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intermittent missing. (E10?)

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Old Aug 6th, 2022, 10:51   #1
volvulus
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Default intermittent missing. (E10?)

Hi all,

My 1991 940 2ltr non turbo estate has started missing again, I rebuilt the top end after the timing belt failure and put new Bosch leads on.

Engine ran perfectly for about 600 miles. (belt re tensioned at 550ish)

It's started missing again, as this occurred since using the E10 petrol, I wondered if anybody has had problems with it.

E10 petrol is supposed to be compatible with our engines.

Coincidence with fuel change or my plugs or new bosch leads already gone west?

Water in the tank (E10) ???

Thought I'd ask before changing components.

I had a go at the earth leads last week but made no improvement.

Thanks in advance Ken
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Old Aug 6th, 2022, 11:21   #2
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One easy way to find out is to fill up with E5 and see what happens, I recommend Esso as if you check their website they say most of the country gets ethanol free 99 octane fuel, Tesco use Esso fuel but I'm not sure off the 99 at Tesco is ethanol free.
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Old Aug 6th, 2022, 11:35   #3
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One easy way to find out is to fill up with E5 and see what happens, I recommend Esso as if you check their website they say most of the country gets ethanol free 99 octane fuel, Tesco use Esso fuel but I'm not sure off the 99 at Tesco is ethanol free.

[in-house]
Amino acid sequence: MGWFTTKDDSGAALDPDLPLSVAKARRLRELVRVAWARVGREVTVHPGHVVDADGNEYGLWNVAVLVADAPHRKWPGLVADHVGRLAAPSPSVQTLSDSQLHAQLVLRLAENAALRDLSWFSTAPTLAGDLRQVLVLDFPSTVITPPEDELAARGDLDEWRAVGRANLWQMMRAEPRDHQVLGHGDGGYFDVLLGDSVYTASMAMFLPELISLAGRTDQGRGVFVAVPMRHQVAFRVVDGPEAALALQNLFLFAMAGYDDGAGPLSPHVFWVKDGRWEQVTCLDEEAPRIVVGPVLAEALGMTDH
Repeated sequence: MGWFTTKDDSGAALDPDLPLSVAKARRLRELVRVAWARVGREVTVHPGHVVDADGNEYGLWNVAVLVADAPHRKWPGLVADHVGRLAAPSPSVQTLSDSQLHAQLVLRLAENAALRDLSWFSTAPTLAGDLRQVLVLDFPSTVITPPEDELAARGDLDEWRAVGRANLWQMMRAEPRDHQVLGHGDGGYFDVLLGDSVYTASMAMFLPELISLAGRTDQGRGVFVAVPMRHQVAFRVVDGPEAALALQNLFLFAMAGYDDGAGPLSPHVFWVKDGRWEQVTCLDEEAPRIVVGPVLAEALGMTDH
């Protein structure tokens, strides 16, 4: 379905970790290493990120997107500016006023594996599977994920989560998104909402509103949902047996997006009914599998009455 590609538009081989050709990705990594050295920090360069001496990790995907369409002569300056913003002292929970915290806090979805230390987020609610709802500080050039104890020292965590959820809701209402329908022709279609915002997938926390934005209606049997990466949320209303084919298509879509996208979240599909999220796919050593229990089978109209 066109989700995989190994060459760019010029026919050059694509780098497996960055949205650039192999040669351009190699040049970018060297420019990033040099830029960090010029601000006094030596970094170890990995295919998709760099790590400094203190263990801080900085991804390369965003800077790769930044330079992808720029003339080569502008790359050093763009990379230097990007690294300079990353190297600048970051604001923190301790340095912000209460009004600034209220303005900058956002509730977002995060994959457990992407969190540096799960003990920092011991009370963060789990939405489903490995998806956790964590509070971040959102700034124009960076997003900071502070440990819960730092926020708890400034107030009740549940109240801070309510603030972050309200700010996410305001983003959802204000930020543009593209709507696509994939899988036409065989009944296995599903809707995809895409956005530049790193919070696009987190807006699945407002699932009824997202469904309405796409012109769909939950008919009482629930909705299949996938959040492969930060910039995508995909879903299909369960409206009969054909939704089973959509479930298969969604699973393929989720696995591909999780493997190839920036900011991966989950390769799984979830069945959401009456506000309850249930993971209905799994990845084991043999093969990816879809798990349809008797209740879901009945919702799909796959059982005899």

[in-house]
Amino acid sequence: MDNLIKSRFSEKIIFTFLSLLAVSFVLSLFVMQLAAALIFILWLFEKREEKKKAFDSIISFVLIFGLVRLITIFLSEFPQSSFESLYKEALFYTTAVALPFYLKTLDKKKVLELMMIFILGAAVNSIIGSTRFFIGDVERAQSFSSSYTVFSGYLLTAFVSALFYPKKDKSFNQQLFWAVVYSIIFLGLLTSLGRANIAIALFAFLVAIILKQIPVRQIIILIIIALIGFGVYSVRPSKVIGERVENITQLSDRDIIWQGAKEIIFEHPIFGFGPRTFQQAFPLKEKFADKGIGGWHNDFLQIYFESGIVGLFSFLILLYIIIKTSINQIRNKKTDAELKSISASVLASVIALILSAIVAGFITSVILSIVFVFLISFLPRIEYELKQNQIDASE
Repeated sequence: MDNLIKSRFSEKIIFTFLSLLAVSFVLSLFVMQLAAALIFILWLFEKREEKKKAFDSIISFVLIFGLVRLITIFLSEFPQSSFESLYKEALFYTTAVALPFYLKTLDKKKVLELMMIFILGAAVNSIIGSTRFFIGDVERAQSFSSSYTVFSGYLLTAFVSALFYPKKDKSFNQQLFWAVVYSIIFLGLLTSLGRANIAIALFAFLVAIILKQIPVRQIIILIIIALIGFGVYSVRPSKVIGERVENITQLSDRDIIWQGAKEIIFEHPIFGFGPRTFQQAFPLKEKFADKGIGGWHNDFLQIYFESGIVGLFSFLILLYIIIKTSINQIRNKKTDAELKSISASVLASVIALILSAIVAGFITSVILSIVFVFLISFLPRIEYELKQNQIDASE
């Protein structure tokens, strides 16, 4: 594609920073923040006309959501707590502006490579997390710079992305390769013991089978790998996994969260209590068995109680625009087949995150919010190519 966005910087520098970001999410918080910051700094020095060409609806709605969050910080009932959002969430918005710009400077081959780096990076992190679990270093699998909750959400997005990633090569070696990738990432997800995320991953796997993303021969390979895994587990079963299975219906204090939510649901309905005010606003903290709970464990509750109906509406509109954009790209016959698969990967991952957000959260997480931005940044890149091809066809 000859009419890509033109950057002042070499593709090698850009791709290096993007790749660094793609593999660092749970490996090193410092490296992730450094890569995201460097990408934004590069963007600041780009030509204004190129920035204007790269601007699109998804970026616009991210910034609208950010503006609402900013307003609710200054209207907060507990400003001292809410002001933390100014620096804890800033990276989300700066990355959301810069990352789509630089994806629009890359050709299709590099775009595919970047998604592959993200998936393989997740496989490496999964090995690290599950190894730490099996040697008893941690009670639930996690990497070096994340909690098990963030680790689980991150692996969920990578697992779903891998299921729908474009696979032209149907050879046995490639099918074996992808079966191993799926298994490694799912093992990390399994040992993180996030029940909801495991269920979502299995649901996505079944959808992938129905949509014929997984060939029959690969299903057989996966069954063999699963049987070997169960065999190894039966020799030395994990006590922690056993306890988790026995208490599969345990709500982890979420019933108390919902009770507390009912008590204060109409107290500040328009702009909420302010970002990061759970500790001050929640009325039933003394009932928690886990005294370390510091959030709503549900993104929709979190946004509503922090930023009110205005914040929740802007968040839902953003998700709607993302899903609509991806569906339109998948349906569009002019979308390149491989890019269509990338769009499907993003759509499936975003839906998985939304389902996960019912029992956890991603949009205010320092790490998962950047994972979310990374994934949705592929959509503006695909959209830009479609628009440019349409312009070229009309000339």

Thanks, Surprised I got a reply.... I posted it in the wanted section. Duh!

How do I put it in the general or where it's best suited? Can I do that or is it an admin task?

I will try the E5 when this tank is empty but if the E10 induces water in the tank the problem will still be there.

I generally use ESSO.

Ken.
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Old Aug 6th, 2022, 13:27   #4
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Water in the petrol tank???
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Old Yesterday, 09:51   #5
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Water in the petrol tank???
Hello volvoman,

Are you agreeing that water in the tank is the reason. I'm not sure what your reply means, sorry.

I wish I knew how to put this post in the general section.

I've ordered another set of spark plugs, if that doesn't fix it I'll see about removing the tank drain plug to look for water.

Is E10 compatible the red block engines?

Ken
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Old Yesterday, 15:01   #6
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Quote:
Originally Posted by volvulus View Post
Hello volvoman,

Are you agreeing that water in the tank is the reason. I'm not sure what your reply means, sorry.

I wish I knew how to put this post in the general section.

I've ordered another set of spark plugs, if that doesn't fix it I'll see about removing the tank drain plug to look for water.

Is E10 compatible the red block engines?

Ken